Income Tax Dept warns public against cash dealings of Rs 2 lakh or more saying that the receiver of the amount will have to cough up an equal amount as penalty.

CBDT issues fresh guidelines for panels looking into high-pitched scrutiny assessment grievances

  New Delhi, Apr 26 (PTI) The CBDT has issued fresh directions for the functioning of the 2015 constituted Income Tax department's regional or local committees of officers to deal with grievances of tax payers who have been served with "high-pitched" assessments during scrutiny.

    The new guidelines for the functioning of these committees, according to a CBDT order dated April 23, have been issued keeping in mind the changes in the organisational setup of the department following the launch of the faceless aseessment regime in 2019-20 where taxpayers, whose cases fall under scrutiny, were given the option to contest their cases with taxmen over the Internet and without going to the tax office.
    The system of creating these committees in every region of the tax department across the country was aimed to "effectively and efficiently deal with the genuine grievances of taxpayers and help in supporting an environment where assessment orders are passed in a fair and reasonable manner."
    These local committees have been created under each regional head or Principal Chief Commissioner of I-T (PCCIT) office to "expeditiously deal with taxpayers' grievances arising from high-pitched scrutiny assessment" in November, 2015.
    Each such committee has three principal commissioners of I-T rank officers and one of these now will be an officer of the local assessment unit in order to have a "perspective of the process involved in faceless assessment".
An exception of not having an officer of the regional assessment unit has been provided to a local committee dealing with international taxation scrutiny cases, which are "outside" the purview of the faceless aseessment regime, the new guidelines issued by the CBDT said.
    The Central Board of Direct Taxes (CBDT) frames policy for the tax department.
    The committees have been directed that after they receive a grievance petition, they should examine it "to ascertain whether there is a prima facie case of high-pitched assessment, non-observance of principles of natural justice, non-application of mind or gross negligence of assessing officer or assessment unit".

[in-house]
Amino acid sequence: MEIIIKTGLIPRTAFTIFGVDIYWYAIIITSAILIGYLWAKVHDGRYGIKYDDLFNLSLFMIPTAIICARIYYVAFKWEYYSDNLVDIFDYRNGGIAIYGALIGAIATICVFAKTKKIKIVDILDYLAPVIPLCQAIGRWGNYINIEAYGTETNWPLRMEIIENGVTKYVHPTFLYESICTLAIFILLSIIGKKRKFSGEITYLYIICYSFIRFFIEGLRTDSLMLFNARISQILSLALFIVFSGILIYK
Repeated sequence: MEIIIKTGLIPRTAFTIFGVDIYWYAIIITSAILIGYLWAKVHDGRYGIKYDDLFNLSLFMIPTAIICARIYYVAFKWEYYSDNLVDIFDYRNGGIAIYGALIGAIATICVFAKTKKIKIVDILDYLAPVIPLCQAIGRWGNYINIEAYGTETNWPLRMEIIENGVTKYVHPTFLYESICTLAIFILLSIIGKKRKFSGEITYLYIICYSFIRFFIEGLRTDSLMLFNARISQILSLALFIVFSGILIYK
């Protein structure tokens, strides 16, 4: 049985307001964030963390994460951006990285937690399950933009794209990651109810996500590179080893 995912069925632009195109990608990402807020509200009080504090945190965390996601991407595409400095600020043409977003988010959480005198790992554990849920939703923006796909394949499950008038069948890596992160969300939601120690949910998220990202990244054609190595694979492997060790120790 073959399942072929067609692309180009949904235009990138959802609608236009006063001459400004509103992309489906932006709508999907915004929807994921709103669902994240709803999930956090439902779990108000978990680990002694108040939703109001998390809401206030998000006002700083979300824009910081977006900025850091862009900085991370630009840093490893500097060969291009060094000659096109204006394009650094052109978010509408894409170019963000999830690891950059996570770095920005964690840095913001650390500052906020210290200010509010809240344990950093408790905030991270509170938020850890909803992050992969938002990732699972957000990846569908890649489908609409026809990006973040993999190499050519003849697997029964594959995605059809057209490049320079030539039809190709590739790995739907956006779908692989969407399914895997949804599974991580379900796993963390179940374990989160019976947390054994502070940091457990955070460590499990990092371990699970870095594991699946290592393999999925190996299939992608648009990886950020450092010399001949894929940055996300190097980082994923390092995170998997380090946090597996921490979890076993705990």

It said these committees would "ascertain whether the addition(s) made in assessment order is/are backed by any sound reason or logic, the provisions of law have grossly been misinterpreted or obvious and well-established facts on record have outrightly being ignored".
    The guidelines said the committee would also take into consideration whether principles of natural justice have been followed by the assessing officer or the assessment unit.
    "Thereafter, the local committee shall submit a report treating the order as high-pitched/not high-pitched, along with the reasons, to the jurisdictional Principal Chief Commissioner of Income Tax," it said.
    Taxpayers whose scrutiny assessments have been completed under the faceless assessment system can send their grievances to the email id "", while those finalised under the non-faceless regime can send their complaints through e-mail to the Principal CCIT or to his office physically.
    The committees, the CBDT said, shall "endeavour to dispose off each grievance petition within two months from the end of the month in which such petition is received by it" and their meetings should be held at least twice in a month.
    The Board has asked all the regional heads of the tax department to ensure that the new instructions are incorporated in the functioning of the committees within a fortnight.
    The CBDT also asked the supervisory officers to give adequate publicity regarding the constitution and functioning of the local committees and display their communication address at prominent places in their office premises. 
    These committees are not an alternative forum to dispute resolution or appellate proceedings, the CBDT said.

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